Can Leaving Your AC On All Day Save You Money?

Air conditioning makes up about 40 percent of the electric bill in the summer, which leaves many new homeowners wondering how they can save money on cooling. Perhaps you've heard that leaving your AC on all day is the money-saving trick, but is the claim true? Reliable sources say it is, but others say that shutting the AC off during a standard eight-hour workday uses less energy over a 24-hour period than leaving it on all day.

Texas' 12NewsNow is one source that weighed in on the debate. The news channel ran a Verify segment and consulted experts from three energy companies as well as an HVAC technician (via YouTube). They claim that leaving the AC on during the day is more energy-efficient than shutting it off, and therefore, more cost-effective, but with a minor caveat about the temperature set point. On the other side of the argument are experts, including a team of architectural and building systems engineers, who assert that the opposite is true — or can be true, contingent on a couple of factors. One factor involves the outdoor temperature and heat index, compared to the indoor temperature.

How leaving the AC on during the day can save you money

12NewsNow states that maintaining a specific temperature during the day requires less energy than it does to lower it in a short amount of time (via YouTube). HVAC technician Francisco Chavez told them that it will be "harder on the system to try to catch up than, say 74 all day." Experts support the assertion, adding that leaving the AC off for a few hours on a hot day can disrupt the temperature balance of your home.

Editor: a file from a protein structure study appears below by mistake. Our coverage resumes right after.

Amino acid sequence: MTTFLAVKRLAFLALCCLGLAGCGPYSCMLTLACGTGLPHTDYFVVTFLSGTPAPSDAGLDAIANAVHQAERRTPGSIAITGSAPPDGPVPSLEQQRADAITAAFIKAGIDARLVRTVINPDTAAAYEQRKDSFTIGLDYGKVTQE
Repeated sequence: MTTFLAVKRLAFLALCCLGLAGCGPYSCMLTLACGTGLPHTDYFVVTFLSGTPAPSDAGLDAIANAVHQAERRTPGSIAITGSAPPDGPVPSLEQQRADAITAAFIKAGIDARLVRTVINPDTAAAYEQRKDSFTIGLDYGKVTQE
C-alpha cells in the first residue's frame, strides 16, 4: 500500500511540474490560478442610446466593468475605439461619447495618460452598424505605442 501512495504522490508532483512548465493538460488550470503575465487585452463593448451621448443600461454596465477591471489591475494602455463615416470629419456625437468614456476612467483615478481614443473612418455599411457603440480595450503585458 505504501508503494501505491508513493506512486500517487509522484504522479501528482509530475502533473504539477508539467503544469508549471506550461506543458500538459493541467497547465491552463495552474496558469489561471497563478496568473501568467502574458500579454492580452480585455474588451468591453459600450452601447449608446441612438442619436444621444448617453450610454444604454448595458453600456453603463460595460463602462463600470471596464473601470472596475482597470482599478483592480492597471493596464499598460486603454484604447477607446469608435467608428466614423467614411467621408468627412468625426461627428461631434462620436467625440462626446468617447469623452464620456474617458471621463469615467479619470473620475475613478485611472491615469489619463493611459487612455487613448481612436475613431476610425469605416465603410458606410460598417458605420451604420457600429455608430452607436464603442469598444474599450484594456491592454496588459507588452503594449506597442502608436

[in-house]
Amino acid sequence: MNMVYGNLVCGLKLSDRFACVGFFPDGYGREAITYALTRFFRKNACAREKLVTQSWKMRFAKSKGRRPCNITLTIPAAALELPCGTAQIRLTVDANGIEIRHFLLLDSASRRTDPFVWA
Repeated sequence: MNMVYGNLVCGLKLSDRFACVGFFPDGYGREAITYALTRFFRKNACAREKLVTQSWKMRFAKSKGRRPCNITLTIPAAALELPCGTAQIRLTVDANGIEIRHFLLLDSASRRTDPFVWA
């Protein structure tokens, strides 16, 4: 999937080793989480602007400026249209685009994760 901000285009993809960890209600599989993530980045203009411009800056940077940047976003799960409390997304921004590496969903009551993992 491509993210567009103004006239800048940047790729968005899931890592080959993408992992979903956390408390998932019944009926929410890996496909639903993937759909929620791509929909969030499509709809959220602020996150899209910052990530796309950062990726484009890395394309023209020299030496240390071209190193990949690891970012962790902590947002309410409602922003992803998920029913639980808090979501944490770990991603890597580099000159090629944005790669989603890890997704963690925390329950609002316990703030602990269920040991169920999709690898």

This doesn't mean you should leave your AC fan running all day, though. If you select the On fan setting on your thermostat instead of Auto, the AC will run continuously and dramatically raise your electric bill. The Auto setting means the AC fan will run only when the interior temperature reaches the thermostat set point. Once it reaches that temp, the fan will shut off. This process will repeat as long as the AC is turned on. To maximize your savings with the AC set to Auto all day, it's best to raise the set point a few degrees, manually or with a program setting, when nobody's home. According to the U.S. Department of Energy, people can save up to 10 percent a year by adjusting their thermostat 7 to 10 degrees from its normal setting for eight hours a day.

When turning AC off during the day can save you money

Although leaving the AC on during the day can be more energy efficient than leaving it off, there are some circumstances in which you'd save money by turning it off. To demonstrate this claim, a group of engineers conducted an experiment in which they simulated heat transfer and AC cooling in a hypothetical 1,200 square-foot home (via The Conversation). They compared the temperature and energy consumption data in multiple scenarios, in Georgia and Arizona. In both states, they found that a central AC system consumed more energy when it was on all day than when it was off for eight hours.

The experiment also revealed that the outdoor climate plays a role in the efficiency of an AC system. The higher the heat index, the less effective the AC system will be in cooling the home. Therefore, it's best to leave it off during the hottest time of the day if you live in a state that experiences extreme heat; the smaller the difference is between the indoor and outdoor temperature, the lower your energy bill will be. So if you live somewhere that doesn't typically experience high heat, you're more likely to save money by leaving the AC on all day and increasing the temp by a few degrees while you're away. Otherwise, you'll likely see a bigger savings by shutting it off during the day, since an AC system cools less effectively during the mid-day high temperatures.